We Think Tencent Holdings (HKG:700) Can Manage Its Debt With Ease

By
Simply Wall St
Published
September 16, 2021
SEHK:700
Source: Shutterstock

The external fund manager backed by Berkshire Hathaway's Charlie Munger, Li Lu, makes no bones about it when he says 'The biggest investment risk is not the volatility of prices, but whether you will suffer a permanent loss of capital.' So it might be obvious that you need to consider debt, when you think about how risky any given stock is, because too much debt can sink a company. We note that Tencent Holdings Limited (HKG:700) does have debt on its balance sheet. But the real question is whether this debt is making the company risky.

Why Does Debt Bring Risk?

Debt and other liabilities become risky for a business when it cannot easily fulfill those obligations, either with free cash flow or by raising capital at an attractive price. Ultimately, if the company can't fulfill its legal obligations to repay debt, shareholders could walk away with nothing. However, a more common (but still painful) scenario is that it has to raise new equity capital at a low price, thus permanently diluting shareholders. By replacing dilution, though, debt can be an extremely good tool for businesses that need capital to invest in growth at high rates of return. When we examine debt levels, we first consider both cash and debt levels, together.

View our latest analysis for Tencent Holdings

How Much Debt Does Tencent Holdings Carry?

The chart below, which you can click on for greater detail, shows that Tencent Holdings had CN¥277.1b in debt in June 2021; about the same as the year before. However, because it has a cash reserve of CN¥216.9b, its net debt is less, at about CN¥60.2b.

debt-equity-history-analysis
SEHK:700 Debt to Equity History September 17th 2021

How Healthy Is Tencent Holdings' Balance Sheet?

We can see from the most recent balance sheet that Tencent Holdings had liabilities of CN¥277.6b falling due within a year, and liabilities of CN¥313.2b due beyond that. Offsetting these obligations, it had cash of CN¥216.9b as well as receivables valued at CN¥69.7b due within 12 months. So its liabilities outweigh the sum of its cash and (near-term) receivables by CN¥304.1b.

Since publicly traded Tencent Holdings shares are worth a very impressive total of CN¥3.55t, it seems unlikely that this level of liabilities would be a major threat. Having said that, it's clear that we should continue to monitor its balance sheet, lest it change for the worse.

We use two main ratios to inform us about debt levels relative to earnings. The first is net debt divided by earnings before interest, tax, depreciation, and amortization (EBITDA), while the second is how many times its earnings before interest and tax (EBIT) covers its interest expense (or its interest cover, for short). Thus we consider debt relative to earnings both with and without depreciation and amortization expenses.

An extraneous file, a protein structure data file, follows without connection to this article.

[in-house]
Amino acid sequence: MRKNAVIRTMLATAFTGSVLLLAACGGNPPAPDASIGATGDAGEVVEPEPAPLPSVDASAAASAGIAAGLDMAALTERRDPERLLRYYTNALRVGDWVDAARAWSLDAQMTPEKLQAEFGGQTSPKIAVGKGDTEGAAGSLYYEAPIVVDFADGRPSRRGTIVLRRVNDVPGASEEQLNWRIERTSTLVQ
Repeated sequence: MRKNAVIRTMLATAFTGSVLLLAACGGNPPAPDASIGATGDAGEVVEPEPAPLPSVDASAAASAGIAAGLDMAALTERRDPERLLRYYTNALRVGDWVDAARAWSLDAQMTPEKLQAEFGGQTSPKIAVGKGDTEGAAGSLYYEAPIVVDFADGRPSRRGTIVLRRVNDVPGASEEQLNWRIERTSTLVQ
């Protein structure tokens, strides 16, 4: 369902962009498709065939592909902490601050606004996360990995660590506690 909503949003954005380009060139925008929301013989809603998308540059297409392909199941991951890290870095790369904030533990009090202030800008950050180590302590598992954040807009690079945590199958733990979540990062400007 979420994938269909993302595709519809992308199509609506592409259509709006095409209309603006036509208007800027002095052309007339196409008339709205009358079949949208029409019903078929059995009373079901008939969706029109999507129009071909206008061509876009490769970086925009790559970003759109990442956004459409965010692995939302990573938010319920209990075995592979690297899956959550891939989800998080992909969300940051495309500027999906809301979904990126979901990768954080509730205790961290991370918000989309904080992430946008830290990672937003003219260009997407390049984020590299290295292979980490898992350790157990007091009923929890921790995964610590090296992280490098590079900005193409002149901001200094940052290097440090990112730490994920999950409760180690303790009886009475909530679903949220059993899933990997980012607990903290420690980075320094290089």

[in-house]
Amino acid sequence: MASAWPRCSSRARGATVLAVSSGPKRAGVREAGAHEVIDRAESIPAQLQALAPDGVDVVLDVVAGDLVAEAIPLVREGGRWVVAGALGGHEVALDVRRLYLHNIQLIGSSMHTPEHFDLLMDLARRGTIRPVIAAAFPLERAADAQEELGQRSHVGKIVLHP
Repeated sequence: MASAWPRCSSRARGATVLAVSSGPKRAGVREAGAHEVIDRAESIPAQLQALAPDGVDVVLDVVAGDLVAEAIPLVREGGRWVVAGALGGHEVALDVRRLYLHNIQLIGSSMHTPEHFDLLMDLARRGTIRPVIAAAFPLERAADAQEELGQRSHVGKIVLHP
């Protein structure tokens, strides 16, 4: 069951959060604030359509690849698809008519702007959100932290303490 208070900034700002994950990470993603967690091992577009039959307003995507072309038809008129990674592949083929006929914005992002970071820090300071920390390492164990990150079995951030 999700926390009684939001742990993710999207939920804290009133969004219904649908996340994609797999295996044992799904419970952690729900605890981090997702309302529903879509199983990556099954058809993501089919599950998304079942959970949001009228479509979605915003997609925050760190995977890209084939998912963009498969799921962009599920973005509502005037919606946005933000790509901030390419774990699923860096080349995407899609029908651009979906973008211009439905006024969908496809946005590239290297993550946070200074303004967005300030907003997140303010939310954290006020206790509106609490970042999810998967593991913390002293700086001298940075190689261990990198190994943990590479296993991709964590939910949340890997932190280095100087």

Tencent Holdings has net debt of just 0.33 times EBITDA, suggesting it could ramp leverage without breaking a sweat. And remarkably, despite having net debt, it actually received more in interest over the last twelve months than it had to pay. So there's no doubt this company can take on debt while staying cool as a cucumber. Also good is that Tencent Holdings grew its EBIT at 18% over the last year, further increasing its ability to manage debt. When analysing debt levels, the balance sheet is the obvious place to start. But it is future earnings, more than anything, that will determine Tencent Holdings's ability to maintain a healthy balance sheet going forward. So if you're focused on the future you can check out this free report showing analyst profit forecasts.

Finally, while the tax-man may adore accounting profits, lenders only accept cold hard cash. So we always check how much of that EBIT is translated into free cash flow. During the last three years, Tencent Holdings generated free cash flow amounting to a very robust 95% of its EBIT, more than we'd expect. That positions it well to pay down debt if desirable to do so.

Our View

The good news is that Tencent Holdings's demonstrated ability to cover its interest expense with its EBIT delights us like a fluffy puppy does a toddler. And that's just the beginning of the good news since its conversion of EBIT to free cash flow is also very heartening. Overall, we don't think Tencent Holdings is taking any bad risks, as its debt load seems modest. So the balance sheet looks pretty healthy, to us. When analysing debt levels, the balance sheet is the obvious place to start. However, not all investment risk resides within the balance sheet - far from it. For instance, we've identified 2 warning signs for Tencent Holdings that you should be aware of.

If you're interested in investing in businesses that can grow profits without the burden of debt, then check out this free list of growing businesses that have net cash on the balance sheet.

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